The village was deserted as all the inhabitants were working in their gardens. It is a very small village with no more than 9 houses. We met one person in this village and we informed about our plans. We asked about the head of the village to report our presence and our plans but we were informed that he was staying in another village few kilometers away, Metimber village.
We drove to this village and met with the head person. It was decided that we would stay with Domingus, the person we met in Woos and he will see to it that we get food during our 3 nights stay.
As soon as we dropped our luggage in a room in Domingus’ house we started birding the road. There were plenty of tall trees and few species around. On a tree just by the small road one pair of Sulphur-crested Cockatoos decided to nest. The male was perched on a neighbouring tree, sounded the alarm as soon as he saw humans passing by. The Papuan Hornbills were everywhere, flying from a fruiting tree to another. The Lesser Bird of Paradise sounded from a distance.
We were faced with one problem, the forest floor around the village was flooded making any treks deep inside a challenging task. We probably visited this region in the wrong time of year as the rainy season, according to one of the locals, has just started. There was one trail behind the village that was dry so we focused our search on this one in combination with the road cutting through some decent forests.
There is plenty of shooting going on in the region. We met so many people carrying air rifles either on foot or on motorbikes. A very negative development and a horrible future for the fauna of these forests. We were forced to show our disapproval of what was going on by walking to those locals and trying to intimidate them to move away from fruiting trees.
The first morning birding the road we had an amazing experience that got us so amazed. We had one Cassowary calling just few meters from the road in a dark forest. The sound was loud enough to get us a bit nervous but we didn’t manage to see the bird. After few calls we could hear the steps fading away deeper in the forest. Probably the Cassowary heard or smelled us. Other excitements that morning were the sights of so many Large Fig parrots, a pair of Orange-breasted Fig Parrot perched in the open too far to get any decent shots and the reason for our trip, few flocks of Rajah Lories flying across the road but never landed for better views.
Close to the first bridge on the left side of the road direction Fakfak we found a fruiting fig tree and there we had all kind of birds including Superb and Orange-bellied Fruit Doves, both Large and Orange-bellied Fig Parrots, Glossy-mantled Manucodes, Lesser Bird of Paradise, Brown Orioles, Mimic and Yellow-gaped Meliphagas and few Papuan Hornbills. We stayed close to this tree for sometimes enjoying the sights.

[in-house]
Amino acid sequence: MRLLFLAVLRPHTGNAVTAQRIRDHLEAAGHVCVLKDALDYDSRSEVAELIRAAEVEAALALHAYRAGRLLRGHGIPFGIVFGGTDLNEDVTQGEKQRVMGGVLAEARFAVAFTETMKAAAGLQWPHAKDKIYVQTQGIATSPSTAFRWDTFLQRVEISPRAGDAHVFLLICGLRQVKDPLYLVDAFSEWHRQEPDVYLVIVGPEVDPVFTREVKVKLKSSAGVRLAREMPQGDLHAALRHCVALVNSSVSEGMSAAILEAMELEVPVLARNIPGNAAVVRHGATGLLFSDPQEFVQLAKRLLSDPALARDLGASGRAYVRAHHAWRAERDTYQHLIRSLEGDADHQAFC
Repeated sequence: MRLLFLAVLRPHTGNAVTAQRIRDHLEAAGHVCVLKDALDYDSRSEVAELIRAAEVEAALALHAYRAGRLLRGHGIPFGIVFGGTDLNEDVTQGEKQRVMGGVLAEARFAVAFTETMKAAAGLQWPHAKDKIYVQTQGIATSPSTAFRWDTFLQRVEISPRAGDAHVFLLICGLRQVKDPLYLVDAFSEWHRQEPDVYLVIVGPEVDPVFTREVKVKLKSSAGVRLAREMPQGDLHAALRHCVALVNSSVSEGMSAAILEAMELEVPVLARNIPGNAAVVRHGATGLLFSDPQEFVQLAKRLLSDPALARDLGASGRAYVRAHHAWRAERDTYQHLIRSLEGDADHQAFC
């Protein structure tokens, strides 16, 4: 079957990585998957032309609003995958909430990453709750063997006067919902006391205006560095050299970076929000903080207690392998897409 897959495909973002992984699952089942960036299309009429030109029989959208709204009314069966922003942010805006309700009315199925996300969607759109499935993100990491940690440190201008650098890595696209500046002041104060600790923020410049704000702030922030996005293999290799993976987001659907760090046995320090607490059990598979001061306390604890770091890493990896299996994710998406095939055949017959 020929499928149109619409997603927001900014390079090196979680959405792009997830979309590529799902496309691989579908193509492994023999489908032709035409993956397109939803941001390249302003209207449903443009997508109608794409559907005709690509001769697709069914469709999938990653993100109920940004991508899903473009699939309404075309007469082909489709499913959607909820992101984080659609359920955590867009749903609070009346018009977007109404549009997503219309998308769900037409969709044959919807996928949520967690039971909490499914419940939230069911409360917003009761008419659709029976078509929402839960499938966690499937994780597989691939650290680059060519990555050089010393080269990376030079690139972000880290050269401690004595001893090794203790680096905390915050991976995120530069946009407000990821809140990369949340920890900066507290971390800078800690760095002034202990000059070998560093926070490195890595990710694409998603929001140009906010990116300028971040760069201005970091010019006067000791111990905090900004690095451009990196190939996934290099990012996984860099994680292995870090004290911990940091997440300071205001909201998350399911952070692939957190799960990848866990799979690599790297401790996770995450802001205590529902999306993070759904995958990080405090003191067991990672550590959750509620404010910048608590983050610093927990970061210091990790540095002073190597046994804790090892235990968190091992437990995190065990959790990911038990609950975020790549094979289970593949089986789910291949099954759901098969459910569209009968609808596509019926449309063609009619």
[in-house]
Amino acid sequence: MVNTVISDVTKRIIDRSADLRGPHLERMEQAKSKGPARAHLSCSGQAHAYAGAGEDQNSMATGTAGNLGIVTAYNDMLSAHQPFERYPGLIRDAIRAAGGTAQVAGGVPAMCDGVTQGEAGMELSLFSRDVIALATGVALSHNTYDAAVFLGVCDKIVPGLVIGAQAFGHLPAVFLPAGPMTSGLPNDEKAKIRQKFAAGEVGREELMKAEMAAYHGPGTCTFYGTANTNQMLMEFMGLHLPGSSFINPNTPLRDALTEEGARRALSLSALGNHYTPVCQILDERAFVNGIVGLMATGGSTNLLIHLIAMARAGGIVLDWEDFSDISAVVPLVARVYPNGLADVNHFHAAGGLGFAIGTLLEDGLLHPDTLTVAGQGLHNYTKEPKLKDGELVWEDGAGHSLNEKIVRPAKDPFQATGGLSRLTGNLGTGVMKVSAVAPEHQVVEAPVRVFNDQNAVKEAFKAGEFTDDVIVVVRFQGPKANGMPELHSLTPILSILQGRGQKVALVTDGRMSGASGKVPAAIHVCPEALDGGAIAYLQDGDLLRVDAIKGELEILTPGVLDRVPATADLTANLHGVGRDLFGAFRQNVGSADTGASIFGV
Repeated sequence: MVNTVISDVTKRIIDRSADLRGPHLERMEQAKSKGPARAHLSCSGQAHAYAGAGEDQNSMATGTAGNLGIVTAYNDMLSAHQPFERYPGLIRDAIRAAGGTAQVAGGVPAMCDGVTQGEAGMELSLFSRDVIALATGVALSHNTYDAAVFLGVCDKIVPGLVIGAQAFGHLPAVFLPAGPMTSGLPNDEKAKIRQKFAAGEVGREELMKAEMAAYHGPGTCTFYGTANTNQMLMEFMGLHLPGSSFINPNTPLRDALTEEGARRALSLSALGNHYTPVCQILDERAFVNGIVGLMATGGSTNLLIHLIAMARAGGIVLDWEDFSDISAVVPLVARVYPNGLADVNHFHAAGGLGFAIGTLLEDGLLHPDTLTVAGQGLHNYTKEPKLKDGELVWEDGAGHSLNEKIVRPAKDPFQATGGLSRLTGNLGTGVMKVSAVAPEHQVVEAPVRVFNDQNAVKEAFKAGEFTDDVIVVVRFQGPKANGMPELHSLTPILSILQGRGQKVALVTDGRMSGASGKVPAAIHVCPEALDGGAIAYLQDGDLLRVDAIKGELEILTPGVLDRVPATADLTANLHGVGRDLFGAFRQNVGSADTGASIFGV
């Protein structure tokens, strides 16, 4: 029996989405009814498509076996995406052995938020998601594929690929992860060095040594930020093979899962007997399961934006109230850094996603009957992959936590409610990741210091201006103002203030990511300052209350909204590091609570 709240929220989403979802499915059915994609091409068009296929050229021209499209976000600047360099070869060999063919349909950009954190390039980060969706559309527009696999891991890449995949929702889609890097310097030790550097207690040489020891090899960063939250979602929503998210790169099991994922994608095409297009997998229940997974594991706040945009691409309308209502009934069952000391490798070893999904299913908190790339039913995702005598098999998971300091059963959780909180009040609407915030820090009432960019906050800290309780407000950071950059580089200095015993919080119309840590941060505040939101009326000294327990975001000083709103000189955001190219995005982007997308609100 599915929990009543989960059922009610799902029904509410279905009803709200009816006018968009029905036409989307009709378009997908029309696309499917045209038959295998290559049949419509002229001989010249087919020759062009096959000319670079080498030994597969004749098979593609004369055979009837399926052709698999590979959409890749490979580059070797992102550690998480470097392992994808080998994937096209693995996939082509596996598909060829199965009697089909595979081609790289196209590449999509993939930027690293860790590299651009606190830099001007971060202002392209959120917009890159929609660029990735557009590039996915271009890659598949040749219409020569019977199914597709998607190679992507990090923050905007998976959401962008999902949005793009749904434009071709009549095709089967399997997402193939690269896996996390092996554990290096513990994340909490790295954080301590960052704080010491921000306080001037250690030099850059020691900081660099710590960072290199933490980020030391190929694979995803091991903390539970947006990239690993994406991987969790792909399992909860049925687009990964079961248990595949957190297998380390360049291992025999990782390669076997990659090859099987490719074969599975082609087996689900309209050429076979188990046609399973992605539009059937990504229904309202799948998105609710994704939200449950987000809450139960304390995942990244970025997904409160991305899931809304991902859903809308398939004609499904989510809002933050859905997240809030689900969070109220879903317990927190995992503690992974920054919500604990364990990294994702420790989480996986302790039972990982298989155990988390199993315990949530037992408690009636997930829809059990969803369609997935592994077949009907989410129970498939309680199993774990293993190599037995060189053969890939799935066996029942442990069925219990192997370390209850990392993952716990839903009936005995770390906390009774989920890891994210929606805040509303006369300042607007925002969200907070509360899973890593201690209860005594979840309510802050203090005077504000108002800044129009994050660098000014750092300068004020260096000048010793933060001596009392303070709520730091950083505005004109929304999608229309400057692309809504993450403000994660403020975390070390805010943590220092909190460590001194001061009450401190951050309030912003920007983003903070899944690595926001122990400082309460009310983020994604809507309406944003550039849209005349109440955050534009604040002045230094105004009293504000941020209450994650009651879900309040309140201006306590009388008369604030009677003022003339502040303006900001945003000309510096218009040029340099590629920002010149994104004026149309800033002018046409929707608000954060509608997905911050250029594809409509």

It started getting dark so we walked back to our accommodation but the birds were still active close to the village. A Western Crown Pigeon kept calling very close and we could hear clearly for more than half an hour. The species, according to the locals, is still common even though it is hunted for food intensively.
The next day we birded the trail going deep into the forest. We were amazed by the presence of few birds of paradise so close to the houses, both the Lesser and the Twelve-wired birds of paradise could be seen without venturing far. The same here there were plenty of Pitohuis, both species, the Manucodes, all the parrot species found in this region including Palm and Sulphur-crested Cockatoos, Red-cheeked, Eclectus parrots, Red-sided and Coconut Lorikeets, 3 species of Fig Parrots and few Frilled and Golden Monarchs to name but few species. I managed to scare a Cassowary from the same location and managed to get a look at it while running loudly between the trees and the thick bush. This has been by far the best location in nowadays to see this species as in many other birding spots the Cassowaries had and still being hunted intensively mostly for food. The hunters use dogs to track these birds and in many cases manage to separate the male from the chicks. Chicks then raised in the villages until they get big enough to be slaughtered.
I heard a Western Crown Pigeon close to the trail so I entered the forest looking for it. It got nervous so it started running away deeper into the forest giving me just few glimpses. Usually when Crown Pigeons get scared or flushed they fly up to the highest tree branches giving great views and fairly good possibilities for photographs but this one kept on to the thick vegetation in the ground.